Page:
The tighter Bollinger bands become, the less volatile the market. However, because these bands do not remain tight forever, they indicate an opportunity that can be seized if you can predict when they are going to open up again. Bollinger bands squeeze normally indicate an upcoming volatile move like the silence before the storm.
B1: Bollinger Bands Squeeze - Bullish Change
A bullish change occurs when there is a sideways move with the tightening lower volatility bands associated with short candlesticks. To confirm this change, you should:
a) Make sure there are at least two continuous green bullish candlesticks that are longer than the previous two to three candlesticks.
b) Check that the RSI is from 30-50 and rising, and perhaps also that the ADX is increasing to 25 or over and that the +DI is crossing -DI.
c) The stochastic (slow) is crossing upwards over the signal line.
If these are taking place, then you can expect an upward breakout, although you might want to wait for 2-3 more candles to be sure before assuming a buy position with a red candle.
Is ADX moves up below 25, then the upward move might be limited with a corresponding limit to the profit taking.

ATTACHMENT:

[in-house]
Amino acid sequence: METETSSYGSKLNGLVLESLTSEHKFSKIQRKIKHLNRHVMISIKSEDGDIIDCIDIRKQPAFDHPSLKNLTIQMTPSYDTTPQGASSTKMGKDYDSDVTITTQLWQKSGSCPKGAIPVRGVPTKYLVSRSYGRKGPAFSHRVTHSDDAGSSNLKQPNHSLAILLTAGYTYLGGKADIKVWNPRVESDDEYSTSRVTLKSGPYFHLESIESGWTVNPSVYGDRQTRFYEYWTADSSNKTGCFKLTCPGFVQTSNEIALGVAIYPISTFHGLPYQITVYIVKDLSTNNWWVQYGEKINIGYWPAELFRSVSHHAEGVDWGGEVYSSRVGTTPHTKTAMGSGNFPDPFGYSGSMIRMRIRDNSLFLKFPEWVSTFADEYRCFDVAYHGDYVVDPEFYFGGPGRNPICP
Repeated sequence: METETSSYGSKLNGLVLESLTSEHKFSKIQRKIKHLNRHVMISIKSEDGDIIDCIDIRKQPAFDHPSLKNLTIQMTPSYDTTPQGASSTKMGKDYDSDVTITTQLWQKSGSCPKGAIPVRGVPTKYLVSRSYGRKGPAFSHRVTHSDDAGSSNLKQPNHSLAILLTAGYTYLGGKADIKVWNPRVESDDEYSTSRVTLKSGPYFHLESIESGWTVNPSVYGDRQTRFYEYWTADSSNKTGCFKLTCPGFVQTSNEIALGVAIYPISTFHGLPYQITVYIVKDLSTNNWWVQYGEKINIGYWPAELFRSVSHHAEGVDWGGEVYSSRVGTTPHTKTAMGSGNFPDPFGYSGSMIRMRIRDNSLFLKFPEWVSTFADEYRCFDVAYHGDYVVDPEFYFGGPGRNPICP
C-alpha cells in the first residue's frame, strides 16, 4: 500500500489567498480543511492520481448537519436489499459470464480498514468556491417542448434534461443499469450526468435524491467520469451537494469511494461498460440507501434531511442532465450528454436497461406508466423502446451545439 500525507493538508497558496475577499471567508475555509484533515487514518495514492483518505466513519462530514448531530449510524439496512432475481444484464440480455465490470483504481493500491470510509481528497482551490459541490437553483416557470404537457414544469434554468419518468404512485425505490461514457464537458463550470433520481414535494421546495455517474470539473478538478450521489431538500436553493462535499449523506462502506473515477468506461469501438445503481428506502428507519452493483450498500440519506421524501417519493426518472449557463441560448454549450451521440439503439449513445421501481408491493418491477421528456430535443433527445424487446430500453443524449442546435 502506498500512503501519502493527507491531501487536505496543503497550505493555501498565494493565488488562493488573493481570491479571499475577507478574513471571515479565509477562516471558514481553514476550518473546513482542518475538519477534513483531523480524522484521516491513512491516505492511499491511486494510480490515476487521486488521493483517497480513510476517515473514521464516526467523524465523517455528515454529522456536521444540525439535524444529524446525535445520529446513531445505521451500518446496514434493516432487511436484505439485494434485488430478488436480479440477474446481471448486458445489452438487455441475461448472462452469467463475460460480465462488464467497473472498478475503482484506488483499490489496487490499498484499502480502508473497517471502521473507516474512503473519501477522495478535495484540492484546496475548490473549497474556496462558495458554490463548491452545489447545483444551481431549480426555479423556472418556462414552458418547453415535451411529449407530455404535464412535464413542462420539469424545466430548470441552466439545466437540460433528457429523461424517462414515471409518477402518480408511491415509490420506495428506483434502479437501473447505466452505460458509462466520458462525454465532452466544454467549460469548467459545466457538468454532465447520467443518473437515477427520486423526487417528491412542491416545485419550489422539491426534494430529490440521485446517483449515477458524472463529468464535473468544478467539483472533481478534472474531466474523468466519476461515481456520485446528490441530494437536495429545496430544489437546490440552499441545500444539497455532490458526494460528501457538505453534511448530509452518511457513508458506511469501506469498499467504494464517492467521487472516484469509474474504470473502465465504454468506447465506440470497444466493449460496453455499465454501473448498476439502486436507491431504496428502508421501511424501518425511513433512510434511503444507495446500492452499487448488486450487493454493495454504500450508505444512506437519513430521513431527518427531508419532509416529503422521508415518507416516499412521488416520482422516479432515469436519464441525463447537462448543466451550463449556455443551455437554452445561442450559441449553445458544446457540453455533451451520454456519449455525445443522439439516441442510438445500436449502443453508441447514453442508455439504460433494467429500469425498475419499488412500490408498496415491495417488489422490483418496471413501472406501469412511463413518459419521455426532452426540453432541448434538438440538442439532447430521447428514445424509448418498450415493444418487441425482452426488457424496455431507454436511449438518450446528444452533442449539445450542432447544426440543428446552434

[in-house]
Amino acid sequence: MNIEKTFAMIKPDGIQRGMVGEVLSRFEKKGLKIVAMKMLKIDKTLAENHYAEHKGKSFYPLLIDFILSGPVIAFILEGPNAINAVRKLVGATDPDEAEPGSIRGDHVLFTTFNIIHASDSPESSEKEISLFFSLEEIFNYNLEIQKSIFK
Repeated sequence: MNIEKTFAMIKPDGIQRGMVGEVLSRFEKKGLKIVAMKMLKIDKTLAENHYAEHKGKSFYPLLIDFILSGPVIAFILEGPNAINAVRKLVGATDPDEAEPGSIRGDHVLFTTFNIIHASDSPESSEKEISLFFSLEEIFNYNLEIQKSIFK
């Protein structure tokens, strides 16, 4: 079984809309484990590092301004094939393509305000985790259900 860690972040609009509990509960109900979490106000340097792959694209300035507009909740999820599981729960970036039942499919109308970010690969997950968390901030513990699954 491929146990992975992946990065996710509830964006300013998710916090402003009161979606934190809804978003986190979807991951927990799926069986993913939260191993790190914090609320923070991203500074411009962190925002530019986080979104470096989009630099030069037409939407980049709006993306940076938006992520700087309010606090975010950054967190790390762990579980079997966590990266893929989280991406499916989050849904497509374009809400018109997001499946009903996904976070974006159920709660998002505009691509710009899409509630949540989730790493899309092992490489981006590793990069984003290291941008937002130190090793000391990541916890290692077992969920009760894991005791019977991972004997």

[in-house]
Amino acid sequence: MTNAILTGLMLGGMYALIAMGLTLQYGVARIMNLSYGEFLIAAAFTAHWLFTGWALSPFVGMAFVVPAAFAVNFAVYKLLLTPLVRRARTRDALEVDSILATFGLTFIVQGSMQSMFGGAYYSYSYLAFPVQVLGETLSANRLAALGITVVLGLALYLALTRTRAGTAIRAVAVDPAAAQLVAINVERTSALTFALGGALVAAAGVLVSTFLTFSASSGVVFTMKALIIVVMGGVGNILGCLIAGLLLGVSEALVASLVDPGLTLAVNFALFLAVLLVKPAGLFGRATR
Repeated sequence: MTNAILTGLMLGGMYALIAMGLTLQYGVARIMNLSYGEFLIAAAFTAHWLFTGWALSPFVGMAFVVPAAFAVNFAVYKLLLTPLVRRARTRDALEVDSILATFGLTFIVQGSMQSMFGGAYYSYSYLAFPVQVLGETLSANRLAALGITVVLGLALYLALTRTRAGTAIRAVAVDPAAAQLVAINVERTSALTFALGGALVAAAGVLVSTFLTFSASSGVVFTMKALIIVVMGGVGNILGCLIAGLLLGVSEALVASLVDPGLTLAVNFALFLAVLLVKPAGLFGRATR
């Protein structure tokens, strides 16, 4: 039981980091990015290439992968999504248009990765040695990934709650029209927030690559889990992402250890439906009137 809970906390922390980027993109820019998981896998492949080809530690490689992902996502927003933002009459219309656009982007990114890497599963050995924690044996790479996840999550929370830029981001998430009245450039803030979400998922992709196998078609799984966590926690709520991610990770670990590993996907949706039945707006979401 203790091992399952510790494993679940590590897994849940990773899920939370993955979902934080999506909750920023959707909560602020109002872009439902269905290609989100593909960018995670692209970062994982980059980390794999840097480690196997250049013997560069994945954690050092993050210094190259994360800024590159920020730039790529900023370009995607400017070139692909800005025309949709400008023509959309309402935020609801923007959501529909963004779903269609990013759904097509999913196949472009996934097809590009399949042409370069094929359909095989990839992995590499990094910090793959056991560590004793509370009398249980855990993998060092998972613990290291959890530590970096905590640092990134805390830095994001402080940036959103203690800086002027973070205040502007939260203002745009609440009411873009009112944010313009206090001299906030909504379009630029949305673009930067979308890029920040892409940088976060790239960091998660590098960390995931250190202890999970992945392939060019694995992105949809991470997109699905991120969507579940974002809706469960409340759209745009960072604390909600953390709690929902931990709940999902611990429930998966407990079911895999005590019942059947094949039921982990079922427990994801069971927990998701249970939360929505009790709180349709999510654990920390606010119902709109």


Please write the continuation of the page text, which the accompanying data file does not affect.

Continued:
A bearish change with tightening Bollinger bands takes place under similar conditions to B1 above, only look for:
a) Two continuous red candlesticks that are longer than the previous two to three,
b) RSI is falling within the range 40 - 60, and the ADX is increasing to 25 or over and -DI is crossing +DI.
c) The slow slow stochastic is cross downwards over the signal line.
Again wait another 2-3 candles to be sure before you take a sell position, and again there will be a limited profit taking if the ADX fails to move over 25.
It is possible for the price to revert to the middle band during an ongoing upward trend, or even to the lower band. If that is the case, then carry out the checks b) and c) as in situation B1 above. If everything is fine, then you can expect the uptrend to continue. Again, before taking a buy position, it will be safer to wait for 2-3 candles for confirmation that the change you noticed was just a correction and that the trend is now continuing upwards.
As with A3, a temporary reversal can occur during an ongoing downtrend. As above, check the items a), b) and c) in A2 above. If the bearish configuration is still OK, then the downtrend should continue after the brief correction. To be certain, wait another 2-3 candles for confirmation of this, and then take a sell position.
Bollinger bands are very useful in giving you an indication of future trends, particularly when used in conjunction with the stochastic oscillator, and any trend that tends to break out of tightened Bollinger bands will be highly likely to continue that trend, while any trend threatening to break out of widened bands will tend to bounce back to the middle. These are not hard and fast rules, but worth remembering.